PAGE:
Americanist Dinner Forum: Work, After the Future
The “public-private” divide is “gasping for air,” writes Paolo Virno. What does this mean for work’s present, and its future? This Americanist Dinner Forum looks at the blurred boundaries between life and work from the perspectives of feminist science and technology, literary, and sex work studies. Kalindi Vora investigates how technologies are designed to pry open our intimate non-work spaces, leisure time, and subjectivities in the interest of capitalist profit. Sarah Brouillette looks to the gig working “sensitivity reader” as a view into the feminization of work in the publishing industry. And Heather Berg turns to porn workers’ struggles against both the alienation of straight jobs and the constant laboring gigged sex work entails. Together, they ask, what demands we might make of the future of work? And, what tools we might have at our disposal in getting there?
Kalindi Vora is Visiting Professor of Gender, Sexuality and Women’s Studies, and of Ethnicity Race and Migration at Yale University, with secondary appointments in History of Science and Medicine and American Studies. She is Professor of Gender, Sexuality and Women’s Studies at UC Davis, also Director of the Feminist Research Institute, and affiliate faculty of Science and Technology Studies. She is author of Life Support: Biocapital and the New History of Outsourced Labor (2015; winner of the 4S 2018 Rachel Carson book prize); and with Neda Atanasoski, Surrogate Humanity: Race, Robots and the Politics of Technological Futures, (Duke University Press, 2019). Her current book project, funded by an NSF Science and Technology Studies award, is provisionally titled, “Autoimmune: Chronic Conditions and Care in a Time of Uncertain Medicine." Her publications appear in journals including Current Anthropology, The South Atlantic Quarterly, Somatechnics, Ethnos: Journal of Anthropology, Postmodern Culture, Radical Philosophy, and Catalyst: Feminism, Theory, Technoscience.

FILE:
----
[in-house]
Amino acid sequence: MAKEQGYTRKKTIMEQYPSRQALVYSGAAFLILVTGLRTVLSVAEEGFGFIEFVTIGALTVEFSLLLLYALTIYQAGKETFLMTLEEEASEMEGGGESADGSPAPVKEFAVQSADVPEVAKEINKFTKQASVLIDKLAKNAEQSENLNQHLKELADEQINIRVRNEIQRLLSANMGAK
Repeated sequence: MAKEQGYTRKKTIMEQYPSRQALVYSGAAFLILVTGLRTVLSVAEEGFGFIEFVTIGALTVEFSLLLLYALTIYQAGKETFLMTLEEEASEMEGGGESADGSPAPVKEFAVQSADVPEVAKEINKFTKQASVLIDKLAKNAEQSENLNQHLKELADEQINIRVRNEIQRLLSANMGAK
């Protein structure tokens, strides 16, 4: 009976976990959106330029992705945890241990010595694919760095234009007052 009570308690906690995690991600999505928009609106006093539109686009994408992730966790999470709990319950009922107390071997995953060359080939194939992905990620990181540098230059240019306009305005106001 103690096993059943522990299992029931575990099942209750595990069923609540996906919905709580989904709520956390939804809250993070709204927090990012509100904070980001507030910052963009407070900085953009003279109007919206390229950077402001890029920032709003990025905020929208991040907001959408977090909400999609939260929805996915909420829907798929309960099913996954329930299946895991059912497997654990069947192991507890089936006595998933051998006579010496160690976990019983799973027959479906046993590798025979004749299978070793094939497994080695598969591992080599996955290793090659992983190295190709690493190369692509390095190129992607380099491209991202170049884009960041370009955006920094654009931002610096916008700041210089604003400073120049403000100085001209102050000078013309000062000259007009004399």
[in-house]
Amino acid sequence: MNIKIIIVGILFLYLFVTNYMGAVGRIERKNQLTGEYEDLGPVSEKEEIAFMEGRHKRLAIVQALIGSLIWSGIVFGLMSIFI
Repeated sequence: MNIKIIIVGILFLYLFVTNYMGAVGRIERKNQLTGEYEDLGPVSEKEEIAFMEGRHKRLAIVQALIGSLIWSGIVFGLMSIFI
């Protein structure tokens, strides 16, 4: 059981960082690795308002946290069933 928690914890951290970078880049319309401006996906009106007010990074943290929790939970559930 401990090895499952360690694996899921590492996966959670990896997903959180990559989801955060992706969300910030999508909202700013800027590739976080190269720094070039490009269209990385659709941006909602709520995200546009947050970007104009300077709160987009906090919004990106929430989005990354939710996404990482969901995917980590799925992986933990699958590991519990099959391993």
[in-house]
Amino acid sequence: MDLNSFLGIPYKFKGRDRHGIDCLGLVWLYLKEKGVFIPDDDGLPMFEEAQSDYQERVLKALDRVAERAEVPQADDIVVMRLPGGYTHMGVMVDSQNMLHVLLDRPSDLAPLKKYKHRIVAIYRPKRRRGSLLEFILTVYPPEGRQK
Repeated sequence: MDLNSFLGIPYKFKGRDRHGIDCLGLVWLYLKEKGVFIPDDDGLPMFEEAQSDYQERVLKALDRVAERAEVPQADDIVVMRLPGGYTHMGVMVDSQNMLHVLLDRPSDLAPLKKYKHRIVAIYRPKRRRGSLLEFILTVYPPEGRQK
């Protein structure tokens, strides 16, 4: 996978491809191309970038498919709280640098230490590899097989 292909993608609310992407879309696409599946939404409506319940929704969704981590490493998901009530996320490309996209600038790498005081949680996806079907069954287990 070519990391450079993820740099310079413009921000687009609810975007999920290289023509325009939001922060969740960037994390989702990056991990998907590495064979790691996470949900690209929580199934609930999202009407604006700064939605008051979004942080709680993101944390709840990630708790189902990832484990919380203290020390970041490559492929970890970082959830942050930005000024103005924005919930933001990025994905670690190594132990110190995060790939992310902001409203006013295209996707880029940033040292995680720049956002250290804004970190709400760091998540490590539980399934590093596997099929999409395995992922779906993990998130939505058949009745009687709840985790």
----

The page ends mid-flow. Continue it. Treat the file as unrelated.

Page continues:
Sarah Brouillette is a Professor in the Department of English at Carleton University in Ottawa, Canada. She is the author of Postcolonial Writers in the Global Literary Marketplace (2007), Literature and the Creative Economy (2014), and UNESCO and the Fate of the Literary (2019).
Heather Berg writes about sex, work, and social struggle. Her first book, Porn Work (UNC Press, 2021), explores workers' strategies for navigating--and subverting--precarity. Her writing appears in the journals Feminist Studies, Signs, South Atlantic Quarterly, and others. Heather is assistant professor of Women, Gender, and Sexuality Studies at Washington University in St. Louis.